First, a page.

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There's a humiliation factor when we test children on what all of them may or may not be able to do. Climbing the ropes is a public event and when you can't, it can be humiliating. Some kids get what I call the Wednesday morning disease where they just don't want to go to gym class. I used to think they all had dental appointments. In reality, they were just scared.

An experiment was done at the Playing Field Middle School in the Midwest. They weren't getting enough funding for their fitness and sports program, so instead of dropping the whole thing, they decided to try a no-cut system. Everybody who came out for a team got on the team. They got all kinds of criticism saying these kids were not going to perform well. They were accused of sugar-coating the lives of these kids.

It turned out that overnight the interest in the sports doubled and tripled. Their swim team, which had 25 kids, went up to 75. The track team of 13 went up to 85 kids overnight. The interest had always been there but the kids didn't try for fear of being humiliated by not making the team.
They won more county and state championships and performed better that year than ever before. The critics came back and said, "Well how are these kids going to make it through life if nobody tells them hey, you've got to cut the mustard, otherwise you don't make it in life?"

Studies have shown that the relationship between criticisms from parents to kids and teachers to kids is phenomenal. Teachers dole out 17 criticisms to one compliment in school. Parents dole out 11 or 12 criticisms to every compliment. I think kids get their fair share of humiliation. If we can make it a little bit safer and give kids a way to enjoy being active in ways that suit them best, we will establish a motivating factor that will keep them involved and active, hopefully for the rest of their lives.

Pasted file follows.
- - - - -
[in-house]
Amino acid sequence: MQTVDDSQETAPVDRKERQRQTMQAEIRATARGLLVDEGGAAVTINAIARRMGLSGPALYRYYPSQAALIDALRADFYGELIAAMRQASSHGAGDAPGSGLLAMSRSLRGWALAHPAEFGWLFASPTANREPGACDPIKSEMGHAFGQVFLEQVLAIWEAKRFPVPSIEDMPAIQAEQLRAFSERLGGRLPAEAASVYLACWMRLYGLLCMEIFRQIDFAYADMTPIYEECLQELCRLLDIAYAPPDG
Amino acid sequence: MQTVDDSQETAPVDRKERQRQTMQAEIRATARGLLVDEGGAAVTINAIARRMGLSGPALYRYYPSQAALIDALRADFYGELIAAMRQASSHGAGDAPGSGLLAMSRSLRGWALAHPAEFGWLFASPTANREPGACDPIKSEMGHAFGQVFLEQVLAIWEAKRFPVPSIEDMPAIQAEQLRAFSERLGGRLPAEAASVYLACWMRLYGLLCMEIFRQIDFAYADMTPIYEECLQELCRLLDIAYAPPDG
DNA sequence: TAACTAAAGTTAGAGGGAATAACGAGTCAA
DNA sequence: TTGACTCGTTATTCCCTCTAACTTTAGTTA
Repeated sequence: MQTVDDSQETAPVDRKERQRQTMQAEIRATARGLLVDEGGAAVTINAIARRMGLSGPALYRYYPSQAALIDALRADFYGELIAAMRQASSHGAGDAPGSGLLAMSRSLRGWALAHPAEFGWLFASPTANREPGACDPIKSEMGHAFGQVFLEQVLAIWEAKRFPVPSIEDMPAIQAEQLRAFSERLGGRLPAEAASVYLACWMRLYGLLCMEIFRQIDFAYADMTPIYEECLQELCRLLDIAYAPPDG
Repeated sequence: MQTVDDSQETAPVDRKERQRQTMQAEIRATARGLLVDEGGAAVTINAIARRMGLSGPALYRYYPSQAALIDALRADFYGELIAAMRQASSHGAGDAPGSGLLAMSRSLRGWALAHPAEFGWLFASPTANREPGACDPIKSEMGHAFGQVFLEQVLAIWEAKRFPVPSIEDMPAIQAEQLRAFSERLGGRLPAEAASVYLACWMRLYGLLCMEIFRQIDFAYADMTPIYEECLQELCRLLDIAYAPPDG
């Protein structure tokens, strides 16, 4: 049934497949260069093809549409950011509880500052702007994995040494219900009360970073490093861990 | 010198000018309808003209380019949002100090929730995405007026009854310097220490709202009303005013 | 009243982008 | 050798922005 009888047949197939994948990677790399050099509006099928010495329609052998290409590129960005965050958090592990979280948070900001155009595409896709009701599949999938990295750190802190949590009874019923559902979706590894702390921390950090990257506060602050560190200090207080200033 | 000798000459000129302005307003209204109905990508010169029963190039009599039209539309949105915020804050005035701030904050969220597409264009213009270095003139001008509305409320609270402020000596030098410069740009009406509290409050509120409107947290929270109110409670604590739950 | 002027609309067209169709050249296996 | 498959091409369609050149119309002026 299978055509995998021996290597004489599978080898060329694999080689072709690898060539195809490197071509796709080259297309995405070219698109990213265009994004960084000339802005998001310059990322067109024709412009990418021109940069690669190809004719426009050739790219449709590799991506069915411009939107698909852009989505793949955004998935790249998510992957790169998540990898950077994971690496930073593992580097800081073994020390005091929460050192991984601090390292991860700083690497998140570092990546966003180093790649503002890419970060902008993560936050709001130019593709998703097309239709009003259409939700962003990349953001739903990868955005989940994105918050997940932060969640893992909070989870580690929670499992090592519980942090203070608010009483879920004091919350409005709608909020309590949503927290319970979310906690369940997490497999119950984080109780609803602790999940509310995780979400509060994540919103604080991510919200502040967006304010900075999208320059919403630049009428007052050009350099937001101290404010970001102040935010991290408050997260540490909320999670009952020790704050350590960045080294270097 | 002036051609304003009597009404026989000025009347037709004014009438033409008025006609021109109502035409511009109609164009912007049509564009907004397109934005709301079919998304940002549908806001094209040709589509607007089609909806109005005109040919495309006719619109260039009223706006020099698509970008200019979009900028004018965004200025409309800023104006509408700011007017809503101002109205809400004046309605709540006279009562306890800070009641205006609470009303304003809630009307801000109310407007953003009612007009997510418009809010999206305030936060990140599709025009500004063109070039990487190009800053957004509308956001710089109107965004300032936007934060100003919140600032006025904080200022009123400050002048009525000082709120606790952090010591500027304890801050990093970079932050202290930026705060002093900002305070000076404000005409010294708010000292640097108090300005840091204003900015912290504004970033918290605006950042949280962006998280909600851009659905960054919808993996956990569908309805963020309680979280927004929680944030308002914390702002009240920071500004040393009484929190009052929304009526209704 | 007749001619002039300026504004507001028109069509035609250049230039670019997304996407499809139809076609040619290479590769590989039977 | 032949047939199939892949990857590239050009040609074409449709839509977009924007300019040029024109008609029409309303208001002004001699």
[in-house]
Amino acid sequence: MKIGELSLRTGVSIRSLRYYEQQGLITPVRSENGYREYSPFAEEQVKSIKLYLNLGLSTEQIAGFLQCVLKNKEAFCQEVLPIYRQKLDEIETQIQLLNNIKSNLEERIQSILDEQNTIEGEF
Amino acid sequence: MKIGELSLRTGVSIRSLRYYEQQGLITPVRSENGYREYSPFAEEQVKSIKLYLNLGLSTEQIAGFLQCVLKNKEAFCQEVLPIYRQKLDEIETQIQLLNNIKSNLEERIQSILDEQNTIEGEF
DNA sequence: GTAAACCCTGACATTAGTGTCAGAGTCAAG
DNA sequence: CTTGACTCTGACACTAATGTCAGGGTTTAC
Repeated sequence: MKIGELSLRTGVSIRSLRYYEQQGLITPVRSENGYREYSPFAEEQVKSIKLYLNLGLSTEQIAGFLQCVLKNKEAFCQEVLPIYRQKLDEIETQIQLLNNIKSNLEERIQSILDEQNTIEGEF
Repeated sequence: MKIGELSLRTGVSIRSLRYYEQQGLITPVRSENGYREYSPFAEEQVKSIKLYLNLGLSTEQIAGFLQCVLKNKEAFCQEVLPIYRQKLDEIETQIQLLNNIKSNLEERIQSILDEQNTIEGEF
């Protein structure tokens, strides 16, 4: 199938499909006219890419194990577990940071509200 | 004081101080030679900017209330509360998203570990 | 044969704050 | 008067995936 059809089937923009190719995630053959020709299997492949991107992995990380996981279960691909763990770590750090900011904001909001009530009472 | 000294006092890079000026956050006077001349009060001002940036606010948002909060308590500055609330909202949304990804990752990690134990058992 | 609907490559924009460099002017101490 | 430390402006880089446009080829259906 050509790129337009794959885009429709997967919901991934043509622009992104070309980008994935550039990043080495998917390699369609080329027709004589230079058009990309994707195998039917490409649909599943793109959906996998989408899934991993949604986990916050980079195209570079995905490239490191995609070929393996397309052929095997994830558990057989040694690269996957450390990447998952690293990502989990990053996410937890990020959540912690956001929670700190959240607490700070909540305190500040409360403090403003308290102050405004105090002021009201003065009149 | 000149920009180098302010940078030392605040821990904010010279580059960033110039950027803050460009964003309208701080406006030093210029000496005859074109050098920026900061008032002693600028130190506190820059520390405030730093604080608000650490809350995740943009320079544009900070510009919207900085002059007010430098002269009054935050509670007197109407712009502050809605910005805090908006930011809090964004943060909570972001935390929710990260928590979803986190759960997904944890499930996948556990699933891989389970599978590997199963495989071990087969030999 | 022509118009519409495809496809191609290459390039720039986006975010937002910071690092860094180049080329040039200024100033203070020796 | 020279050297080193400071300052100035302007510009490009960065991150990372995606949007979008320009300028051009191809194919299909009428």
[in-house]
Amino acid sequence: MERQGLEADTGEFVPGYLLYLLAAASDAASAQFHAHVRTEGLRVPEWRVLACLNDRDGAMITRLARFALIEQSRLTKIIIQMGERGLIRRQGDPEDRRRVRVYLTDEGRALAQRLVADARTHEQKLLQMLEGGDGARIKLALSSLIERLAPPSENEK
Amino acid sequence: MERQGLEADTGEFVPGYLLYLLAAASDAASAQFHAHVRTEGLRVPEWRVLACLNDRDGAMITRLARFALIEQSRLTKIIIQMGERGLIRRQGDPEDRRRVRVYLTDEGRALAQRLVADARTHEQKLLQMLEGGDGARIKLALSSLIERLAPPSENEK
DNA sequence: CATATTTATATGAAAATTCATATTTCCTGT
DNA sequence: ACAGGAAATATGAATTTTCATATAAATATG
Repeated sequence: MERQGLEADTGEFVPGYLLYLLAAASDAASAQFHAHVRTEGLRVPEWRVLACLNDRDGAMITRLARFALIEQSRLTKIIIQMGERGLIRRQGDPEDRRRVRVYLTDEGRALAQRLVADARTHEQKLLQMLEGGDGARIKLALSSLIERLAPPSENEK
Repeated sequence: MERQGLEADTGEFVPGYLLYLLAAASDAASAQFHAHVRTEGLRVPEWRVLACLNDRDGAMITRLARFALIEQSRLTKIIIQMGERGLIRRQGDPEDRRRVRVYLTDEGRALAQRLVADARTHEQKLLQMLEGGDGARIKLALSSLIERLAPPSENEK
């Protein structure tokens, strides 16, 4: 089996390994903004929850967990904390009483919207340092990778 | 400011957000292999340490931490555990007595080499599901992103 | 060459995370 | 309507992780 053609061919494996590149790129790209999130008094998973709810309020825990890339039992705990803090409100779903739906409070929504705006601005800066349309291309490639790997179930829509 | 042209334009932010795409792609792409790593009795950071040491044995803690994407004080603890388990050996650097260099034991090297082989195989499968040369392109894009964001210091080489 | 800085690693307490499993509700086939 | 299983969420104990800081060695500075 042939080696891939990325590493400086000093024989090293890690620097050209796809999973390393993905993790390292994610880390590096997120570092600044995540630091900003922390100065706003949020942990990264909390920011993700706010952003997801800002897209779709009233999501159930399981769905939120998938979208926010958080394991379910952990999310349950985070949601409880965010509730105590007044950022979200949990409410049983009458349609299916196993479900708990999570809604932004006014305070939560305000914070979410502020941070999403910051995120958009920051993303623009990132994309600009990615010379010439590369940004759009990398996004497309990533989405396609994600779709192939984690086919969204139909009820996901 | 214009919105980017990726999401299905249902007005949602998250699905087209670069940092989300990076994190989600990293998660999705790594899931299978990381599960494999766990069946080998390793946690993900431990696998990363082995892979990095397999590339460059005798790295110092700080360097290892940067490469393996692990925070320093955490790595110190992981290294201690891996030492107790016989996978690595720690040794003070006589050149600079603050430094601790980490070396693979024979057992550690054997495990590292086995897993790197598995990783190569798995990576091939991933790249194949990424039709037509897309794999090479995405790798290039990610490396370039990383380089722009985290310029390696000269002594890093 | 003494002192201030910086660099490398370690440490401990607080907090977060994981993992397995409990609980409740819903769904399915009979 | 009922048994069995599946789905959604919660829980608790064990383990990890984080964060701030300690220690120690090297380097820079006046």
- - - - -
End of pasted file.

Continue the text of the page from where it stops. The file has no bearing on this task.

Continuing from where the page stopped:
The basic concept is fun. Look at the runners in Kenya. Their basic principle in life is to run every day so you want to run the next day. It's fun, so they look forward to the next day of running. That's why they do so well. The Tarahamara Indians run 75 to 150 miles a day, and kick a little ball the whole way. It's a game. After running a 26-mile run, which was a piece of cake for them, they finished with blood pressures lower than when they started. Their breath rate was what we would consider normal at rest. They finished with a heart rate of about 130 beats per minute, very calm, effortless, and they were running an 8-minute-mile pace the whole way, at a high level altitude. Running is fun for these people. It is a way of life.

One hundred fifty miles in a day is a lot of activity but their experience internally is one of calm. That's what I call the eye of the hurricane and why a lot of athletes have peak experiences. They love it so much that they get to a place where peak performance just automatically flows. It's not stressful. It's not work anymore. It's total fun.

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